OK, apparently I managed to fix this.
My guess was right, the pastlog (whatever it is; perhaps a copy of the logcat output made persistent across boots?) is saved to a hidden area on the internal flash storage. I was able to find the internal partition table (“raw data table”) on the flash device by looking for its magic value (taken from the kernel source code distributed by Sony), and to find the pastlog area in this table by looking for the “LOG” label (also found in the source code). The referenced pastlog area did indeed contain the pastlog header (replicated two times) with the right magic values.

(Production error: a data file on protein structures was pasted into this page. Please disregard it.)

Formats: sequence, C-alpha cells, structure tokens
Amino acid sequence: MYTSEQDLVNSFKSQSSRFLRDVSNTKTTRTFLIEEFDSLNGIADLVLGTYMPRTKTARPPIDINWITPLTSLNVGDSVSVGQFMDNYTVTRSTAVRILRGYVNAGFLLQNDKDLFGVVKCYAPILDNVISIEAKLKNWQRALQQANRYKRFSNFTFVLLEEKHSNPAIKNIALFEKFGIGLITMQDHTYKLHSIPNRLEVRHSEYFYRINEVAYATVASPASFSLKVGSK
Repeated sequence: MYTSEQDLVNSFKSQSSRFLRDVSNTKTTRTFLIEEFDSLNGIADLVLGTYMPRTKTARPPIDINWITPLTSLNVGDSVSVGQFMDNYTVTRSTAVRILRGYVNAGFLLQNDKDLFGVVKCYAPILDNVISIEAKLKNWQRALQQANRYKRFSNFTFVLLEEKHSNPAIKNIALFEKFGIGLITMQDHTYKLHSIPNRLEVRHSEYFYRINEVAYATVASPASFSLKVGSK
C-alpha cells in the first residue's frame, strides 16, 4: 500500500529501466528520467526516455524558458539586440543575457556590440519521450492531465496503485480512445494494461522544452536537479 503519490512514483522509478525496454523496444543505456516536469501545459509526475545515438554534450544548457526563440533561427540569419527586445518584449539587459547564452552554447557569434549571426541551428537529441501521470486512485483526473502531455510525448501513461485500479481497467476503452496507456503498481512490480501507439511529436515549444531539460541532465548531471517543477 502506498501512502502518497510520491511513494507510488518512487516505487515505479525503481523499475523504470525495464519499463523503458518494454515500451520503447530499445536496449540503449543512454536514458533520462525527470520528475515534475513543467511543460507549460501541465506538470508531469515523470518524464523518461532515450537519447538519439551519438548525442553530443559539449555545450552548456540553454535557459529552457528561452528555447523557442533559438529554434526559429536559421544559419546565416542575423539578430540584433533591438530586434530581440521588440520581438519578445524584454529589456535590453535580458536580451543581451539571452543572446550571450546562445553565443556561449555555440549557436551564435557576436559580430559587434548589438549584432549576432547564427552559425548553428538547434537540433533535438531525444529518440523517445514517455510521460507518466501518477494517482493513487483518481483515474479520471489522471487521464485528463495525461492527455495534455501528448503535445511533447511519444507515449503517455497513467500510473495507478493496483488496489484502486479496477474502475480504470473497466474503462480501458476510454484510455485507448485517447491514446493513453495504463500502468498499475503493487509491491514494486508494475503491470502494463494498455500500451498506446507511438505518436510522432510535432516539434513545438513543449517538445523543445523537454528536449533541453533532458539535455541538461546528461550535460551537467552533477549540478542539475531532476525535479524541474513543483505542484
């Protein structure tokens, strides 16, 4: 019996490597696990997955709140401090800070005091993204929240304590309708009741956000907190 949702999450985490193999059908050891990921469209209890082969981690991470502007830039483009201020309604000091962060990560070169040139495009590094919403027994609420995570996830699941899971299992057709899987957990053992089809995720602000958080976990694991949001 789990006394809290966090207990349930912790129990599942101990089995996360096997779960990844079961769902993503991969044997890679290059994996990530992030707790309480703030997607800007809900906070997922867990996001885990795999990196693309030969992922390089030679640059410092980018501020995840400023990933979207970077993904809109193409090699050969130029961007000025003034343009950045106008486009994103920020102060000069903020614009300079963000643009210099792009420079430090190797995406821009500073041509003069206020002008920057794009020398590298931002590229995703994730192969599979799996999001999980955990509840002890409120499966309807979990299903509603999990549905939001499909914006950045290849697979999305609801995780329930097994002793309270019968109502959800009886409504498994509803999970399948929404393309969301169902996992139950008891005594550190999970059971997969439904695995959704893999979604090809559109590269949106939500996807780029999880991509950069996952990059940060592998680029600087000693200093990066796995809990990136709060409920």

I fixed the problem by resetting the pastlog headers on disk with all zeros and then rebooting:
dd if=mmcblk2 bs=1 skip=19922944 count=8192 | od -t x4 -t c
Before proceeding, please make sure you are looking at the pastlog header: The magic value 0x4c4b5045 (ASCII “EPKL”) should appear twice in the output.
Now let's clean out the headers and reboot:
dd if=/dev/zero of=mmcblk2 bs=1 seek=19922944 count=8192
(One symptom of the pastlog problem is that reboots often hang. I had to unplug the USB cable and hit the power button once for it to work.)